During the last six years, stocks have been, shall we say, unpredictable: surging bull market in 2007, bear market retreat in 2008-2009, then a powerful bull market over the last three years. As we celebrate the surprisingly good performance of stocks in 2012, we are now being buffeted by the annual year-ahead prognostications of the financial media and Wall Street strategists. Will they be any better at predicting 2013 than they were at predicting 2012? I don't think so.
Indeed, who correctly foresaw the wild ride we have been on over the last six years, ten years, twenty years etc.? Nobody I know. That is the reason I became a dividend investor approximately twenty years ago. It was then that I first learned that dividends had produced nearly 50% of the total return for stocks since the end of World War II. I also discovered that dividend growth was only about one-third as volatile as earnings or prices, and thus were far more predictable than either.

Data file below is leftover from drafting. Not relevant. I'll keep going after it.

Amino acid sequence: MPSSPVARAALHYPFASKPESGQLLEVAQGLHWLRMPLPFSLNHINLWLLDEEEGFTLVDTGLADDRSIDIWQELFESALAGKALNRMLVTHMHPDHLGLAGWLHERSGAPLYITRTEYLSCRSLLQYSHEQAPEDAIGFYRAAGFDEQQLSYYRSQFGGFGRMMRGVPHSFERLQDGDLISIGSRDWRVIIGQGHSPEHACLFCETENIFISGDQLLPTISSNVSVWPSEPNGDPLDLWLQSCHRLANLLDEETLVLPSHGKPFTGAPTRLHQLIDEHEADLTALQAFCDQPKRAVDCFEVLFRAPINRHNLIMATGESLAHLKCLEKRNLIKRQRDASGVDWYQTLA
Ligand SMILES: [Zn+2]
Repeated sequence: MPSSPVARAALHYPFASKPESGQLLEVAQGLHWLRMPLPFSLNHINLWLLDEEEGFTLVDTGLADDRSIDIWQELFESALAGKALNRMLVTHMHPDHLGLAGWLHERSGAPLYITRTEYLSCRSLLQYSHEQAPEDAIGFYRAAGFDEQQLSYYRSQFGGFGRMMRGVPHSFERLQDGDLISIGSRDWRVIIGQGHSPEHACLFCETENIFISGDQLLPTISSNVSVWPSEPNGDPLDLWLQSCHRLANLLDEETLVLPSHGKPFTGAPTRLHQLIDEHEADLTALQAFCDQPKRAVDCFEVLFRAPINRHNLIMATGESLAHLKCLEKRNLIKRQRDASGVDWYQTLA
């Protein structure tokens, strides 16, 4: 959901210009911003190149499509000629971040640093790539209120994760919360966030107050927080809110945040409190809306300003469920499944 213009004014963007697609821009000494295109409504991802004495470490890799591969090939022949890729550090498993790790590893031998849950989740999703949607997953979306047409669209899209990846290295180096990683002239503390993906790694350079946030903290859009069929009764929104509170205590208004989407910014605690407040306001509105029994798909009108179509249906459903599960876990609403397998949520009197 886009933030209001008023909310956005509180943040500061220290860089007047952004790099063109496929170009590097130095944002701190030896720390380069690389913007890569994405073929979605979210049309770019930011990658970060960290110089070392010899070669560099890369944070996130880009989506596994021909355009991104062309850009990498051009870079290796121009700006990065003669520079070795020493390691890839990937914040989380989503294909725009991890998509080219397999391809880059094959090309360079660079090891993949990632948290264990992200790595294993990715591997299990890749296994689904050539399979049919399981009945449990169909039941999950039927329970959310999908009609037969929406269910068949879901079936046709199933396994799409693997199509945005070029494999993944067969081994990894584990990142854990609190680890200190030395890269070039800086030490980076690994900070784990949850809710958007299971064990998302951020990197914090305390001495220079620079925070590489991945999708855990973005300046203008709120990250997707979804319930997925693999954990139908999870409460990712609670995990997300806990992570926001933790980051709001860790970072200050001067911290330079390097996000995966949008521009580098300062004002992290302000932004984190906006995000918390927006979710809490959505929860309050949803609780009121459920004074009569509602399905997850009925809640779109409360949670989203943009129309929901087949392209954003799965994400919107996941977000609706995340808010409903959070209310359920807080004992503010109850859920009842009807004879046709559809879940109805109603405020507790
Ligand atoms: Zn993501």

In summary, dividends offer a cash return, generate half of the total return of stocks, and are among the most predictable financial data for many companies because dividends are set by the board of directors.
All of us at Donaldson Capital Management are pleased that so many investors have discovered dividend investing. We think most of them will stick to it, and they will be rewarded for it over the years. I am troubled by one trend I see, however. Too many investors appear to be focusing on the current dividend yield alone. Our research has convinced us that a combination of dividend yield and dividend growth is the best all-season investment strategy.